Exit. Ant. The gentleness of all the Gods go with thee! I have made eneinics in Orsino's court, Else would I very shortly see thee there : But come what

may,

I do adore thee so, The danger shall seem sport, and I will go. [Exit.

S

CENE II.

W tels Olivia?

should put your

Enter Viola and Malvolio, at several doors.
Mal.
ERE not you

e'en now with the Countess Olivia? Vio. Even now, Sir; on a moderate pace I have since arrived but hither.

Mal. She returns this ring to you, Sir; you might have saved me my pains, to have taken it away yourfelf. She adds moreover, that you Lord into a desperate Assurance, she will none of him. And one thing more, that you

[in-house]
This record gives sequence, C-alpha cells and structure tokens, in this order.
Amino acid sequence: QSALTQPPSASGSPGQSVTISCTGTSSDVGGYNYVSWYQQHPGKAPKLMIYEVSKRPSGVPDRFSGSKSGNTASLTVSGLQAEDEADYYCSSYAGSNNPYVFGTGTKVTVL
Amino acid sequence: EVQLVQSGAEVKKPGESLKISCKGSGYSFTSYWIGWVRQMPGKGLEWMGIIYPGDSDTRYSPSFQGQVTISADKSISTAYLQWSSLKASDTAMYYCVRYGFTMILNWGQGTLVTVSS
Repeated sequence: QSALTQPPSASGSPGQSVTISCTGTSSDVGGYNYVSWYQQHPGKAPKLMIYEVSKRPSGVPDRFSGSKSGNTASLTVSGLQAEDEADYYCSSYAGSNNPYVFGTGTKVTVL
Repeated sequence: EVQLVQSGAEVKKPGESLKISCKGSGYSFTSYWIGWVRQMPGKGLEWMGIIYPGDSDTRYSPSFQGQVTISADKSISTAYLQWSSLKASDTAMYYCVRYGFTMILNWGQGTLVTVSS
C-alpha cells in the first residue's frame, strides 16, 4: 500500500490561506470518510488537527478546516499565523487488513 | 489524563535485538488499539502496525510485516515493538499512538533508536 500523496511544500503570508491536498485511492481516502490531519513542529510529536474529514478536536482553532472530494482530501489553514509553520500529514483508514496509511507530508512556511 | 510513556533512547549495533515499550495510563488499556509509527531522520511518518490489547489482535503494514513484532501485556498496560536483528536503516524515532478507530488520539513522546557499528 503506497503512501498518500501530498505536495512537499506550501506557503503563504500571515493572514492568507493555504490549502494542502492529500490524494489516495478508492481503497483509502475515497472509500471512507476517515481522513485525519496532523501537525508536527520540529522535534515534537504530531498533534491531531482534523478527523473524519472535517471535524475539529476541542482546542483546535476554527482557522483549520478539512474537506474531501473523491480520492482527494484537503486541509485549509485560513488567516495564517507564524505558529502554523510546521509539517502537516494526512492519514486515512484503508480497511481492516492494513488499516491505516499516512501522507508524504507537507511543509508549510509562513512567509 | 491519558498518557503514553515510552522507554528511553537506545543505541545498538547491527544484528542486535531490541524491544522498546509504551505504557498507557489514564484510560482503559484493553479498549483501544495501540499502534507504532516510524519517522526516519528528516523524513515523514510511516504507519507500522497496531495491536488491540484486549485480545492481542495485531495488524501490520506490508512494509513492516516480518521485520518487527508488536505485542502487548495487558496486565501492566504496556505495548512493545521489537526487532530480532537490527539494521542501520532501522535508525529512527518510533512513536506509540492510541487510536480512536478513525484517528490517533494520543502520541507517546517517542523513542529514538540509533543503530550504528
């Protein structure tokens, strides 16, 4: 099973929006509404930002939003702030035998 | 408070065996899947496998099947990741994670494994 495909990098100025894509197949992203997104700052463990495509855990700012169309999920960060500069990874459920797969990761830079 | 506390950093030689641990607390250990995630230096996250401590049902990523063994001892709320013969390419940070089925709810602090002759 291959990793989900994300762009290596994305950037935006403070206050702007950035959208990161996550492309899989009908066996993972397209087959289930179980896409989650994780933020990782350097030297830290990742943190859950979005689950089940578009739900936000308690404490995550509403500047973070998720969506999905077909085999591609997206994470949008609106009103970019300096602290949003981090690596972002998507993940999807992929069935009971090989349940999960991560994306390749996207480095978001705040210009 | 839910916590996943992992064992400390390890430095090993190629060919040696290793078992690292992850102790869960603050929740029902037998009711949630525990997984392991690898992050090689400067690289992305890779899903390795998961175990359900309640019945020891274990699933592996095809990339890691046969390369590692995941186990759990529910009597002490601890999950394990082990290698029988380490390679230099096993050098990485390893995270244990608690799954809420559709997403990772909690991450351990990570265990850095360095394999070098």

be

never fo hardy to come again in his affairs, unless it be to report your Lord's taking of this.: receive it so.

Vio. She took the ring of me, I'll none of it.

Mal. Come, Sir, you peevishly threw it to her, and her will is, it should be so return'd: if it be worth stooping for, there it lies in your eye;

if not, be it his that finds it,

[Exit.
Vio. I left no ring with her; what means this Lady?
Fortune forbid, my outside have not charm'd her!
She made good view of me; indeed, so much,
That, sure, methought *her eyes had croft her tongue;
For she did speak in starts distractedly:
She loves me, sure; the cunning of her passion
Invites me in this churlilh messenger.

her
cyes

had lost her tongue ; ] We should read,
her

had crost her tongue; Alluding to the Notion of the Fascination of the Eyes; the Effeâs of which were called crossing.

None

eyes